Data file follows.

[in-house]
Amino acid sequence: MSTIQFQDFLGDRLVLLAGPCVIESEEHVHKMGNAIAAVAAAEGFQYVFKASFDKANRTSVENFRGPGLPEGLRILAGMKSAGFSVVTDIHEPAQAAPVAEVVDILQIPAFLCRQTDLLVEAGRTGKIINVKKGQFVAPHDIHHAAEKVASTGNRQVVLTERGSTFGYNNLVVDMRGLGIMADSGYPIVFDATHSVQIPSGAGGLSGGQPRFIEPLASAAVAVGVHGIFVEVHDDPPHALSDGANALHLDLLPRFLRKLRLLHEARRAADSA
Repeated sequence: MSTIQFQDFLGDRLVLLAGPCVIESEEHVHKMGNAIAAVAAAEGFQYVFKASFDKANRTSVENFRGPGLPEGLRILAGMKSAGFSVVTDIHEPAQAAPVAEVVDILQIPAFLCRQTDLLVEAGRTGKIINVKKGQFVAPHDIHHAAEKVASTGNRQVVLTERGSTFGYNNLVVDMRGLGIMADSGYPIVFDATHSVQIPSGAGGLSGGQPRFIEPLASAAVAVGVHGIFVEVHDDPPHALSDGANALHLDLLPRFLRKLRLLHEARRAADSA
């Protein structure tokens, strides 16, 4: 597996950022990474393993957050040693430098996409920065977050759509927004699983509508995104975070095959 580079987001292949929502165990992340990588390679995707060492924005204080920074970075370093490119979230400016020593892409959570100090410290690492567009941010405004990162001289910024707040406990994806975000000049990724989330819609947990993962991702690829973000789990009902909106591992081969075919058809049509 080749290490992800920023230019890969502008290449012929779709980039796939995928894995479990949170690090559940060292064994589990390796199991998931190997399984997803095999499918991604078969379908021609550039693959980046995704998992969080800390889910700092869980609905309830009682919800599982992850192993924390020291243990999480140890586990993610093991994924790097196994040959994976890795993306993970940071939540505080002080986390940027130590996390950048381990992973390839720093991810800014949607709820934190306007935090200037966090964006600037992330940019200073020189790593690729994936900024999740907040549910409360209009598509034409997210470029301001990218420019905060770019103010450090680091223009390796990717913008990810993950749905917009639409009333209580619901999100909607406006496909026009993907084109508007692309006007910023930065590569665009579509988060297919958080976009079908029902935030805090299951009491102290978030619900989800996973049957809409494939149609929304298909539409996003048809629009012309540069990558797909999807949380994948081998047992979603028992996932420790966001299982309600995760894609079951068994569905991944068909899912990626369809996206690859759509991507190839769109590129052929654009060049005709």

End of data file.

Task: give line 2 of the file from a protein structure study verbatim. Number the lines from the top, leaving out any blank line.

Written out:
Amino acid sequence: MSTIQFQDFLGDRLVLLAGPCVIESEEHVHKMGNAIAAVAAAEGFQYVFKASFDKANRTSVENFRGPGLPEGLRILAGMKSAGFSVVTDIHEPAQAAPVAEVVDILQIPAFLCRQTDLLVEAGRTGKIINVKKGQFVAPHDIHHAAEKVASTGNRQVVLTERGSTFGYNNLVVDMRGLGIMADSGYPIVFDATHSVQIPSGAGGLSGGQPRFIEPLASAAVAVGVHGIFVEVHDDPPHALSDGANALHLDLLPRFLRKLRLLHEARRAADSA